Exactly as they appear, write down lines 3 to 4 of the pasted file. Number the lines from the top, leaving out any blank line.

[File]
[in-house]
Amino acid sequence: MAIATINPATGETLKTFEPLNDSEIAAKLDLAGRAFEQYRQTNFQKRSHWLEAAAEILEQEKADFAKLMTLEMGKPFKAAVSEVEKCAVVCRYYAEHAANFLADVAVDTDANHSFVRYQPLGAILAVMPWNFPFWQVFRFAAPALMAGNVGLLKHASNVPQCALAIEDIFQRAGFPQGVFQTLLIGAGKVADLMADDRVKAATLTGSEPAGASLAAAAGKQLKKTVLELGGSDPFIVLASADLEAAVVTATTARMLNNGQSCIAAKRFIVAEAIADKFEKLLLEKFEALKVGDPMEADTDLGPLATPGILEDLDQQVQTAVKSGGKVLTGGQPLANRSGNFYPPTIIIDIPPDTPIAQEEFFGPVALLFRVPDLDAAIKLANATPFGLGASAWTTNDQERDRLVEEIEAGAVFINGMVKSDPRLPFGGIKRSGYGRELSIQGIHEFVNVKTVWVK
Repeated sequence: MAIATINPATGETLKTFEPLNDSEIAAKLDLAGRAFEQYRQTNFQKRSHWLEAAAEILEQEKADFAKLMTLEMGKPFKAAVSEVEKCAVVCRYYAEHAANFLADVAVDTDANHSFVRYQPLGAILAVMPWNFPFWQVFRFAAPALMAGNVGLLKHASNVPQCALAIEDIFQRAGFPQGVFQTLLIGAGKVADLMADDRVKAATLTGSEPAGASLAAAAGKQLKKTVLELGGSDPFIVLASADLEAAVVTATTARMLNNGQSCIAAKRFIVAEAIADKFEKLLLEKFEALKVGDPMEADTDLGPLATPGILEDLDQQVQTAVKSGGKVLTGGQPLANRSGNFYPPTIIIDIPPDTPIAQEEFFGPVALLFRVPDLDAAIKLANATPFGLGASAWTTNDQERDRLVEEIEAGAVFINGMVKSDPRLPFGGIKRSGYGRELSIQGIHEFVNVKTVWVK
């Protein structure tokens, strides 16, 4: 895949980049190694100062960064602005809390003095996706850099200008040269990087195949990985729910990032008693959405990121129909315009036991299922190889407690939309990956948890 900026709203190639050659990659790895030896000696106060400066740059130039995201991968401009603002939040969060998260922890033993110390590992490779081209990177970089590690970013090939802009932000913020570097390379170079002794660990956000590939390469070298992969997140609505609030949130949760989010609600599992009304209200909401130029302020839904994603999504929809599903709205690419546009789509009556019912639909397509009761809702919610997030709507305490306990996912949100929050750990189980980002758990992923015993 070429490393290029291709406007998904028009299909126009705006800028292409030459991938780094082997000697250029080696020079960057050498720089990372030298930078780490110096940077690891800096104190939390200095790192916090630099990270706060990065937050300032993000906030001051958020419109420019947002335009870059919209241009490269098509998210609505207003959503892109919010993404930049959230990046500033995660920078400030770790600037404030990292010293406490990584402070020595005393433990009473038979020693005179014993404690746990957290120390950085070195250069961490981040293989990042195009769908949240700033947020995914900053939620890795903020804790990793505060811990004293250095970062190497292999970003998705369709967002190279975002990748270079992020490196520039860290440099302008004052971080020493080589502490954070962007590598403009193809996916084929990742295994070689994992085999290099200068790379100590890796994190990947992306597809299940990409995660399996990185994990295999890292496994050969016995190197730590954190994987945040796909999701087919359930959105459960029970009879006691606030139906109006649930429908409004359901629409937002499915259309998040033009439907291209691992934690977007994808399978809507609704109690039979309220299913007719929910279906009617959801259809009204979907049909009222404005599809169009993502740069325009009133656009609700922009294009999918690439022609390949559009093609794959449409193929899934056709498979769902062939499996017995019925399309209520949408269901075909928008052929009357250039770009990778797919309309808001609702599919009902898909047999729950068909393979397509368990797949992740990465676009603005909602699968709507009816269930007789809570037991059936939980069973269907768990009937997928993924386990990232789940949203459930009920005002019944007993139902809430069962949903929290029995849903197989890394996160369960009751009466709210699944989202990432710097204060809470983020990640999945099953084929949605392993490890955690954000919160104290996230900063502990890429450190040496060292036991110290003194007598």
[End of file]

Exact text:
Repeated sequence: MAIATINPATGETLKTFEPLNDSEIAAKLDLAGRAFEQYRQTNFQKRSHWLEAAAEILEQEKADFAKLMTLEMGKPFKAAVSEVEKCAVVCRYYAEHAANFLADVAVDTDANHSFVRYQPLGAILAVMPWNFPFWQVFRFAAPALMAGNVGLLKHASNVPQCALAIEDIFQRAGFPQGVFQTLLIGAGKVADLMADDRVKAATLTGSEPAGASLAAAAGKQLKKTVLELGGSDPFIVLASADLEAAVVTATTARMLNNGQSCIAAKRFIVAEAIADKFEKLLLEKFEALKVGDPMEADTDLGPLATPGILEDLDQQVQTAVKSGGKVLTGGQPLANRSGNFYPPTIIIDIPPDTPIAQEEFFGPVALLFRVPDLDAAIKLANATPFGLGASAWTTNDQERDRLVEEIEAGAVFINGMVKSDPRLPFGGIKRSGYGRELSIQGIHEFVNVKTVWVK
């Protein structure tokens, strides 16, 4: 895949980049190694100062960064602005809390003095996706850099200008040269990087195949990985729910990032008693959405990121129909315009036991299922190889407690939309990956948890 900026709203190639050659990659790895030896000696106060400066740059130039995201991968401009603002939040969060998260922890033993110390590992490779081209990177970089590690970013090939802009932000913020570097390379170079002794660990956000590939390469070298992969997140609505609030949130949760989010609600599992009304209200909401130029302020839904994603999504929809599903709205690419546009789509009556019912639909397509009761809702919610997030709507305490306990996912949100929050750990189980980002758990992923015993 070429490393290029291709406007998904028009299909126009705006800028292409030459991938780094082997000697250029080696020079960057050498720089990372030298930078780490110096940077690891800096104190939390200095790192916090630099990270706060990065937050300032993000906030001051958020419109420019947002335009870059919209241009490269098509998210609505207003959503892109919010993404930049959230990046500033995660920078400030770790600037404030990292010293406490990584402070020595005393433990009473038979020693005179014993404690746990957290120390950085070195250069961490981040293989990042195009769908949240700033947020995914900053939620890795903020804790990793505060811990004293250095970062190497292999970003998705369709967002190279975002990748270079992020490196520039860290440099302008004052971080020493080589502490954070962007590598403009193809996916084929990742295994070689994992085999290099200068790379100590890796994190990947992306597809299940990409995660399996990185994990295999890292496994050969016995190197730590954190994987945040796909999701087919359930959105459960029970009879006691606030139906109006649930429908409004359901629409937002499915259309998040033009439907291209691992934690977007994808399978809507609704109690039979309220299913007719929910279906009617959801259809009204979907049909009222404005599809169009993502740069325009009133656009609700922009294009999918690439022609390949559009093609794959449409193929899934056709498979769902062939499996017995019925399309209520949408269901075909928008052929009357250039770009990778797919309309808001609702599919009902898909047999729950068909393979397509368990797949992740990465676009603005909602699968709507009816269930007789809570037991059936939980069973269907768990009937997928993924386990990232789940949203459930009920005002019944007993139902809430069962949903929290029995849903197989890394996160369960009751009466709210699944989202990432710097204060809470983020990640999945099953084929949605392993490890955690954000919160104290996230900063502990890429450190040496060292036991110290003194007598």